Just about everyone seems to acknowledge that Sanibel is special and unique. Have you ever wondered when this notion of Sanibel's special nature began?
Teddy Roosevelt seemed to be aware of it, because he first came to Sanibel and Captiva to join a fishing party in 1914. In the 1930s, the secluded, natural setting of Sanibel and Captiva attracted famous people such as Edna St. Vincent Millay, Anne and Charles Lindbergh, and violinist Albert Spalding, among others.
In 1937, the cartoonist J. N. “Ding” Darling gave a speech to a large audience at a place called Fisherman's Lodge. Historian Elinore Dormer describes this as the “turn of the road” for Sanibel and Captiva. In her book "The Sea Shell Islands," Dormer wrote that, “With a sense of history, The Islander of the following week bore a cover sketch by Matt Clapp of two faces, the Spirit of Captiva and the Spirit of Sanibel, between them the lighted candle, 'Conservation.'”
Official recognition of Sanibel and Captiva's uniqueness came in 1939, when, largely through the efforts of “Ding” Darling helping islanders, the Florida Legislature passed a Special Act (Chapter 19936) to establish a “Game and Fish Refuge” encompassing the islands of Sanibel and Captiva.
The Act made it illegal for anyone to “catch, hunt, trap or take any wild game, game animals, game birds, or game fish” except those that needed to be removed “in order to maintain a normal biological balance.”
Original Refuge Included Entire Island
Following the state designation, the Sanibel National Wildlife Refuge was designated in 1945. Its boundaries then included the southwestern part of Captiva and all of Sanibel Island.
Nevertheless, Florida continued to sell off pieces of the nearly 2,000 acres of state-owned land on Sanibel for development. “Ding” Darling protested strongly against these sales, and tried to have a more permanent refuge established on the island. Eventually he gave up and sold his Sanibel property.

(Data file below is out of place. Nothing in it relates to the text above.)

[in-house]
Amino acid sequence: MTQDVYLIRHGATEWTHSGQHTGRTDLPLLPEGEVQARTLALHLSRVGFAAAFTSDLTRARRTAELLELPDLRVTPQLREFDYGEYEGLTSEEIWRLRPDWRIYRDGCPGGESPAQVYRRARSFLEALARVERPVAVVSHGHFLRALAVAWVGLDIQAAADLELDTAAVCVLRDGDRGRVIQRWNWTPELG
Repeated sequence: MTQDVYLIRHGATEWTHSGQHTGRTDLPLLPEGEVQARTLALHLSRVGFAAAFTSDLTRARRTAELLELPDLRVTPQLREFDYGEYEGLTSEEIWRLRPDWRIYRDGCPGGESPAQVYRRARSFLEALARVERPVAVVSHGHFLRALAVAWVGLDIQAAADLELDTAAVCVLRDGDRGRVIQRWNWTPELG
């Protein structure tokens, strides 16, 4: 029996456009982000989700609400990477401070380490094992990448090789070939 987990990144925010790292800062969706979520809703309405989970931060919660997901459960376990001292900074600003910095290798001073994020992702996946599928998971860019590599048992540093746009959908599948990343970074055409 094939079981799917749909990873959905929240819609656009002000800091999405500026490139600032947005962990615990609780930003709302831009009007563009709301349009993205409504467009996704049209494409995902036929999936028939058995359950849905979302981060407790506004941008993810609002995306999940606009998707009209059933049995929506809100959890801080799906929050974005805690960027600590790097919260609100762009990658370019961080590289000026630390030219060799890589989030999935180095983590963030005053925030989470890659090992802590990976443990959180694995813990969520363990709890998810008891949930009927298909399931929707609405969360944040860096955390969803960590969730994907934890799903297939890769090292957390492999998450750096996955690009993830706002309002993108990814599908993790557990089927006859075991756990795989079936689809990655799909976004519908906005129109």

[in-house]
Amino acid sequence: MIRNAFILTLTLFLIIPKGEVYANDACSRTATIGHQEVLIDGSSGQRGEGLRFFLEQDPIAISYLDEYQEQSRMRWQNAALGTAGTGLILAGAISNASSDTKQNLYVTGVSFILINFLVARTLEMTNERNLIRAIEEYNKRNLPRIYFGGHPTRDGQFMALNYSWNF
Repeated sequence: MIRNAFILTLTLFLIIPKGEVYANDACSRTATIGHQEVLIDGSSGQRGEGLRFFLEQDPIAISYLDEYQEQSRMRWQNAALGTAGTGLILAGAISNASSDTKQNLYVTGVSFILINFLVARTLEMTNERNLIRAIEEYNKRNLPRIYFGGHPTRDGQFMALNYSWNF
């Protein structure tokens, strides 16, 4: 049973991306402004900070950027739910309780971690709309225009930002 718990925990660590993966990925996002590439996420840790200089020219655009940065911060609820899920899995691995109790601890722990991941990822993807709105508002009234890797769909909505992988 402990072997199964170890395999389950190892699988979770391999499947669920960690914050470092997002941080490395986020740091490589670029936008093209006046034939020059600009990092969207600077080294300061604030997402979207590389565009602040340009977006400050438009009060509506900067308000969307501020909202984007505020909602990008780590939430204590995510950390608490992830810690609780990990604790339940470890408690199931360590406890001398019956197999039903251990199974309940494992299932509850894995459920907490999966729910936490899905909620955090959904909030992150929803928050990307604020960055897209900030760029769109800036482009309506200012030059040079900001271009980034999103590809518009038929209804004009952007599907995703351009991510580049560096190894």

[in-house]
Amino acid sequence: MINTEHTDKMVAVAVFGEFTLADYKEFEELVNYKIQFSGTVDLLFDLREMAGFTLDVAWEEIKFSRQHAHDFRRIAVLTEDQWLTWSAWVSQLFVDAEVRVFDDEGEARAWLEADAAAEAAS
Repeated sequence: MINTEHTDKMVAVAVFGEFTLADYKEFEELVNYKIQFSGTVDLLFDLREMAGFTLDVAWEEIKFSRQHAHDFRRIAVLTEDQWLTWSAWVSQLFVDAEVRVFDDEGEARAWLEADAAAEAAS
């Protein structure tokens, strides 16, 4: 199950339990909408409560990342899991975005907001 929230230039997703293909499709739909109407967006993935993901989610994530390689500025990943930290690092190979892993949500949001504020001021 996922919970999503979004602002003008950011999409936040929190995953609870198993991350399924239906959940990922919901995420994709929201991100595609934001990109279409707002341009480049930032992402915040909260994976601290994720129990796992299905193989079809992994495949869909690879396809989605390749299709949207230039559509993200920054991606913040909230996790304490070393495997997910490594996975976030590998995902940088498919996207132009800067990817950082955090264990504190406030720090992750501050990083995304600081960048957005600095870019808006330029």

That left the Sanibel-Captiva Audubon Society to take up the cause in the late 1950s. Progress was made, bit by bit. After Darling died in 1962, the U.S. Fish and Wildlife Service and the Darling Memorial Committee worked along with the Audubon group to establish a National Preserve in 1967. Finally the J. N. “Ding” Darling National Wildlife Refuge was dedicated on Feb. 4, 1978.
It is this legacy as a special, sanctuary island that eventually propelled Sanibel residents into incorporating as a city — to protect the island from overdevelopment. And it is why codes on Sanibel are particularly restrictive when it comes to development, to protect the natural environment and wildlife.
This is what the Committee of the Islands is all about; its mission is “To develop and promote policies and positions designed to maintain and enhance the quality of life on the islands and to preserve their unique and natural characteristics.”
If you have stories to share about the legacy of Sanibel and Captiva as special and unique places, we encourage you to send them to the Committee of the Islands at PO Box 88 on Sanibel, FL 33957 or to email@example.com.
For additional information about the Committee of the Islands, visit www.coti.org on the web.
Barbara Joy Cooley